As a defenseman in the formative years of the North Dakota women's hockey program, Abbey Strong was a stay-at-home defender. She did her job without fanfare, getting the puck out of the defensive zone, rubbing out forwards around they net and not garnering a lot of attention.
In her current job, as the director of compliance and an assistant athletic director at the University of Minnesota Duluth, Strong also likes to work behind the scenes. It is not the most high-profile of positions in the Bulldogs' athletic hierarchy.
"As a compliance officer, I fly under the radar and that is the way I like it,"' said Strong. "Being a defenseman, I liked to keep my head down and do my job. I am the same way as an administrator."
But Strong has been a little more visible the last few years. This is her fourth year on the National Collegiate Athletic Association Division I Women's Ice Hockey Committee. It is the final year of her term and it means she is the committee chair. In her position, she heads a five-person committee that oversees, among other things, the selection, seeding and bracketing for the annual NCAA Women's Ice Hockey Championship.
If you want to talk about bracket integrity when the tournament field is being announced in March, Strong is the one who will share the thoughts of the committee. If you want to complain why teams are flying to a first-round NCAA pairing that upsets and confuses you, Strong will be out front to explain the committee's thought processes and try to appease fans and media.
"That role is a little outside my comfort zone," Strong said.
But as the Western Collegiate Hockey Association's representative on the committee – which also includes Bostin College coach Katie Crowley, Syracuse coach Paul Flanagan, Cornell deputy director of athletics Anita Brenner and Kate McAfee, an associate athletic director at New Hampshire – over the last four years, Strong has grown into her role with the group which watches over the growing women's game.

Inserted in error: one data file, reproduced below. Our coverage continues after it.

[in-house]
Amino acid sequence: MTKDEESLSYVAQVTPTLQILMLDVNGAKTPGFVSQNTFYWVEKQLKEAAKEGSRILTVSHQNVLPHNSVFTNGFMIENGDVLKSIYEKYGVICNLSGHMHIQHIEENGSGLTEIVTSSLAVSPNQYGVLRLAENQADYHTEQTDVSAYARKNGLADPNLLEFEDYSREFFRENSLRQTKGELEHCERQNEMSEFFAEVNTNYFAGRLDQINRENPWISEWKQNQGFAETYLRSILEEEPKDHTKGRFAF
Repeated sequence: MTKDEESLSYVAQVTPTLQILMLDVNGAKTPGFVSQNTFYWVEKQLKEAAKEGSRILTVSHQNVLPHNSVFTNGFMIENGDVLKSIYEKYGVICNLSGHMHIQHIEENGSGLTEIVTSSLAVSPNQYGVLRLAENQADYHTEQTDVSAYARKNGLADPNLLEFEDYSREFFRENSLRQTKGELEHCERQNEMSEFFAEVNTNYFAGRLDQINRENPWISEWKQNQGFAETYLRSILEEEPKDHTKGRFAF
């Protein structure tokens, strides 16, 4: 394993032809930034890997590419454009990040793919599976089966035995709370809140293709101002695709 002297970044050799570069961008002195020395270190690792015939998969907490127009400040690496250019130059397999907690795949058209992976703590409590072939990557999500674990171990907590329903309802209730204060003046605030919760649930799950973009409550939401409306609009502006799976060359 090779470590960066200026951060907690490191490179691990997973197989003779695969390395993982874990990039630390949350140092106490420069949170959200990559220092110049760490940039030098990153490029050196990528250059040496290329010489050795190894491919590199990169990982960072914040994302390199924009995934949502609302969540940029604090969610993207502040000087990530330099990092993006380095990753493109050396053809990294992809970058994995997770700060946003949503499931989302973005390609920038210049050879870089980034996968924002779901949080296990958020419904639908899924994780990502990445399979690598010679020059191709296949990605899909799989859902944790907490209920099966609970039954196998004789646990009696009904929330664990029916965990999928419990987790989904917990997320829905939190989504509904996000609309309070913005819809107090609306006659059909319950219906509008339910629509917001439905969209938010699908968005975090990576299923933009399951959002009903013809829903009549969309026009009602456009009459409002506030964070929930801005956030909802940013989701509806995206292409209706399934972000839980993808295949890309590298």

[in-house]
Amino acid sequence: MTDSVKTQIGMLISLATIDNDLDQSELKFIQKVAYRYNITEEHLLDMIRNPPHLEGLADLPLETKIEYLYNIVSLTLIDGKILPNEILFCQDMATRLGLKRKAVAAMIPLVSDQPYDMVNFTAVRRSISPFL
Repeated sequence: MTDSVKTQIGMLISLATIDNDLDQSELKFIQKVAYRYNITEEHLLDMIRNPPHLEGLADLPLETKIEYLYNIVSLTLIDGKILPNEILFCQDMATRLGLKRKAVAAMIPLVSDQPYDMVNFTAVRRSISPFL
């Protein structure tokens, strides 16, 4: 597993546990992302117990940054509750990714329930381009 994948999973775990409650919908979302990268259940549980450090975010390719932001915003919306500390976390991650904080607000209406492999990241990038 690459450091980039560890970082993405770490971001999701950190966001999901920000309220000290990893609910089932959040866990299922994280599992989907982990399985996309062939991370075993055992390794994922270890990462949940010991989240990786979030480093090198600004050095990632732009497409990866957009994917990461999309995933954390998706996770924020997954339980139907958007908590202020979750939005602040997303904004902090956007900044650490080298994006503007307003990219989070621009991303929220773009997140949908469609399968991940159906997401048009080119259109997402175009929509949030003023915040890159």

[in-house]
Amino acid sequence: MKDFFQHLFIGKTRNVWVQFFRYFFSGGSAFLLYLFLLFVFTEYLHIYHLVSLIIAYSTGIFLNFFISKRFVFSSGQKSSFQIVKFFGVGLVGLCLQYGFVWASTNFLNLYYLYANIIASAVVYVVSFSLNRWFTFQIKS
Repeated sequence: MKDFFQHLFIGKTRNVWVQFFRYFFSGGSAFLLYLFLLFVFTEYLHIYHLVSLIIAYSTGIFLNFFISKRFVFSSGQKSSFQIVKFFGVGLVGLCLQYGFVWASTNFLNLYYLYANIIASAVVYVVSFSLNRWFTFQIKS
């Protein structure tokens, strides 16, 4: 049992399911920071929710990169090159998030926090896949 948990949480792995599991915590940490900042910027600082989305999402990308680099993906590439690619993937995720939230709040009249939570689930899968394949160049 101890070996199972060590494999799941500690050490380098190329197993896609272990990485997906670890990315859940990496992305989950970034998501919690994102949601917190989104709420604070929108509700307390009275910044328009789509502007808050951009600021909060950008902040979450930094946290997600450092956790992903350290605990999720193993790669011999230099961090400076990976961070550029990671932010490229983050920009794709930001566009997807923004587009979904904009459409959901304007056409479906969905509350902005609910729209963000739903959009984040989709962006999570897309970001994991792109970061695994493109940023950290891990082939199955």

"We all are trying to do what is best for women's hockey," said Strong "But there are so many different leagues, coming from different perspectives and different parts of the country. There are often lots of ideas on how to move forward."
Over the summer, the NCAA Ice Hockey Committee reached consensus on a plan that would have required one extra plane flight for teams in the first round of the post-season tournament in order to maintain bracket integrity for seeded teams. The request was denied by the NCAA Division I Competition Oversight Committee who said the additional flight would be an exception to the established bracketing policy which mandates a minimization of flights in the preliminary round.
Strong knows that the issue will be addressed in future years, just like post-season tournament expansion which may be necessary when the New England Women's Hockey Association becomes eligible for an automatic qualifying berth to the NCAA tournament in two years.
"There will have to be changes," said Strong. "We aren't sure what they will be. But the sport is expanding and that means there will be some hard issues for the NCAA."
Strong brings a great deal of experience to the committee – as a player, coach and administrator.